15

I have configured rsyslog to log certain log events to /dev/xconsole:

*.*;cron.!=info;mail.!=info      |/dev/xconsole

/dev/xconsole is a named pipe (fifo). If I want to see what is being logged, I can do cat /dev/xconsole. I am surprised to see, that the command cat /dev/xconsole does not finish after reading the file, but instead acts as tail -f. in other words, the two commands behave the same:

cat /dev/xconsole
tail -f /dev/xconsole

Can somebody please explain why is that?

Is there any difference between the two?

17

cat keeps reading until it gets EOF. A pipe produces EOF on the output only when it gets EOF on the input. The logging daemon is opening the file, writing to it, and keeping it open — just like it does for a regular file — so EOF is never generated on the output. cat just keeps reading, blocking whenever it exhausts what's currently in the pipe.

You can try this out yourself manually:

$ mkfifo test
$ cat test

And in another terminal:

$ cat > test
hello

There will be output in the other terminal. Then:

world

There will be more output in the other terminal. If you now Ctrl-D the input then the other cat will terminate too.

In this case, the only observable difference between cat and tail -f will be if the logging daemon is terminated or restarted: cat will stop permanently when the write end of the pipe is closed, but tail -f will keep going (reopening the file) when the daemon is restarted.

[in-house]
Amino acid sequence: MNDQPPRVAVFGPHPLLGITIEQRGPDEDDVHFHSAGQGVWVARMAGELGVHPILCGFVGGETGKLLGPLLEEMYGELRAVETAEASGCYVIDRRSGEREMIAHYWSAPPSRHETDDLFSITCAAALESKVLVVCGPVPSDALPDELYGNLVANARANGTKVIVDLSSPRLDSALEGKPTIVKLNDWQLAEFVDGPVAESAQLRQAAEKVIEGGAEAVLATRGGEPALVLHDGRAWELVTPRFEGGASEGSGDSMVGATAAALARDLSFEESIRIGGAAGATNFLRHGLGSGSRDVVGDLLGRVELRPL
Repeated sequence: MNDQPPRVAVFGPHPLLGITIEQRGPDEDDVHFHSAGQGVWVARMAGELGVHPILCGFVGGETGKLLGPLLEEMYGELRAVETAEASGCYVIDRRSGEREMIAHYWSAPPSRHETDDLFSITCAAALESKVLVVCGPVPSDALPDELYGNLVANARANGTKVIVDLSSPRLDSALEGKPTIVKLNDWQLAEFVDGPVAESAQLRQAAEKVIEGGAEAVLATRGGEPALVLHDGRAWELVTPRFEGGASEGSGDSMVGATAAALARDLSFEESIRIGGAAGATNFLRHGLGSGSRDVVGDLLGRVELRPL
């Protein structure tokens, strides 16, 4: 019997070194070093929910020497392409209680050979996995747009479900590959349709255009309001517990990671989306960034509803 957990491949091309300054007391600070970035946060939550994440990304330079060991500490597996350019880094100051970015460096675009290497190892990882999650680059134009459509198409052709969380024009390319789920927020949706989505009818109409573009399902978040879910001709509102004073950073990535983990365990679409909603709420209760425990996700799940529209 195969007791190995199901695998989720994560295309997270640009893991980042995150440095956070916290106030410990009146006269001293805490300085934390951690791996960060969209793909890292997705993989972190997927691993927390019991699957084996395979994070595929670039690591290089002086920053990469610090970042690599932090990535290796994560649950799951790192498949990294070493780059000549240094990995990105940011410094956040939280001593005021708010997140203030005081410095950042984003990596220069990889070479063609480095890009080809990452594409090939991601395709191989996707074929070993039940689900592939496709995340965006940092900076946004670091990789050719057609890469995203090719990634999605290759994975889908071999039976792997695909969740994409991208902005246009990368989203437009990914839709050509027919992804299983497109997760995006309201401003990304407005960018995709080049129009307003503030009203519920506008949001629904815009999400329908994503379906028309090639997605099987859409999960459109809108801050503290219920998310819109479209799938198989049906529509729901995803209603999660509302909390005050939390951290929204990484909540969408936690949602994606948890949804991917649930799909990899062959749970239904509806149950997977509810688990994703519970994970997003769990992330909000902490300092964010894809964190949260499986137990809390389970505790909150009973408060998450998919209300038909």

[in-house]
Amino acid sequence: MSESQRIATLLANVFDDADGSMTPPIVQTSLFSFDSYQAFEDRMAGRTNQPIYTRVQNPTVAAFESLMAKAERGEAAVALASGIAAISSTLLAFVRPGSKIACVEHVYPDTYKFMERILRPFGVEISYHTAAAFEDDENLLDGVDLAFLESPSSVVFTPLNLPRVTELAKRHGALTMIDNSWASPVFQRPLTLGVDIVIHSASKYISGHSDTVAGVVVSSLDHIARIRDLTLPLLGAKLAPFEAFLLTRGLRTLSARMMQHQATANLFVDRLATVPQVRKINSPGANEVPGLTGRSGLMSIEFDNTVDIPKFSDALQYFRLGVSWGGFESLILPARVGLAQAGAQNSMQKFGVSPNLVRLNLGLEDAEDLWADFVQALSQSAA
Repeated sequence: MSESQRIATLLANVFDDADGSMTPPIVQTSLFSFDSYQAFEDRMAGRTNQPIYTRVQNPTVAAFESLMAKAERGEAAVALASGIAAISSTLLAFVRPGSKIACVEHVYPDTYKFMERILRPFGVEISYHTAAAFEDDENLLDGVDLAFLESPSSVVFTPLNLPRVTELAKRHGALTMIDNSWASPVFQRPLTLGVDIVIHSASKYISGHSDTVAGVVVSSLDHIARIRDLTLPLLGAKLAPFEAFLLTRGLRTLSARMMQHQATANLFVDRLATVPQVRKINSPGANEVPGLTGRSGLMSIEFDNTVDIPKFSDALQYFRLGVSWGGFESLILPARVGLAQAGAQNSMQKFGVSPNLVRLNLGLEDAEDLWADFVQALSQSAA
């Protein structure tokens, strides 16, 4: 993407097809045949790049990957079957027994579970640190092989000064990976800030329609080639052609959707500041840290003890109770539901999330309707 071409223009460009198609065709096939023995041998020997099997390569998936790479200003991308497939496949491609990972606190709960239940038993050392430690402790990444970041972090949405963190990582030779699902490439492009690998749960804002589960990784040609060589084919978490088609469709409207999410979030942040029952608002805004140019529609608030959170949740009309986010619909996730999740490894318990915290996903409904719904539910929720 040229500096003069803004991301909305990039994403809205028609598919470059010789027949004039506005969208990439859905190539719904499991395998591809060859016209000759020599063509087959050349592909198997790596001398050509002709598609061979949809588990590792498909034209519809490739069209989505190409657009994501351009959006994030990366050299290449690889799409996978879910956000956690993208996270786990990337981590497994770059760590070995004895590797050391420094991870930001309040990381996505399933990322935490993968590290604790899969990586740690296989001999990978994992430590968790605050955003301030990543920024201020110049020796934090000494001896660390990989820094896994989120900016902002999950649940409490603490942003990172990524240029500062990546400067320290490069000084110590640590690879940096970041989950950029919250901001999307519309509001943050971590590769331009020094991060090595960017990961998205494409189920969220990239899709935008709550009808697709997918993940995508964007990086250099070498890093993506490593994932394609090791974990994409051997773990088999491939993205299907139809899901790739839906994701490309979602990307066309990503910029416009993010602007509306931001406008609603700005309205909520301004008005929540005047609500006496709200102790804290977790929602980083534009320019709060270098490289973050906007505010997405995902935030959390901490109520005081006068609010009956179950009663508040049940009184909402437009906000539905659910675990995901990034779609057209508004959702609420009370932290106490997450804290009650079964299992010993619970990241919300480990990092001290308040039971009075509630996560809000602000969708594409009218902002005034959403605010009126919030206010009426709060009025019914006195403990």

• sorry I don't see where "world" will come from in your example :) – Alexander Mills Jul 8 '17 at 3:30
  • From your typing it in. – Michael Homer Jul 8 '17 at 3:32
  • 1
    And then you type world, and, lo, "world" appears in the other terminal. – Michael Homer Jul 8 '17 at 3:34
1

There is also a difference in buffering between cat and tail -f. You can check this out:

Create pipe: mkfifo pipe

Start reading pipe using cat in background: cat pipe &

Open pipe and write to it every second: perl -MFcntl -we 'sysopen(my $fh, "pipe", O_WRONLY | O_NONBLOCK); while() {warn "written: " . syswrite($fh, "hello\n"); sleep 1}'

Now try this with tail -f pipe & instead of cat. So you can see that cat prints lines as soon as they are written to pipe by perl script, while tail -f buffers them up to 4kb before printing to stdout.

-2

cat shows you the whole file when tail -f Shows only the last rows and follows. So if the file is short they behave the same, but if the file is big (100+ rows) you can see a clear difference between them two.

Additional information about those commands :

tail http://www.computerhope.com/unix/utail.htm

cat http://www.computerhope.com/unix/ucat.htm

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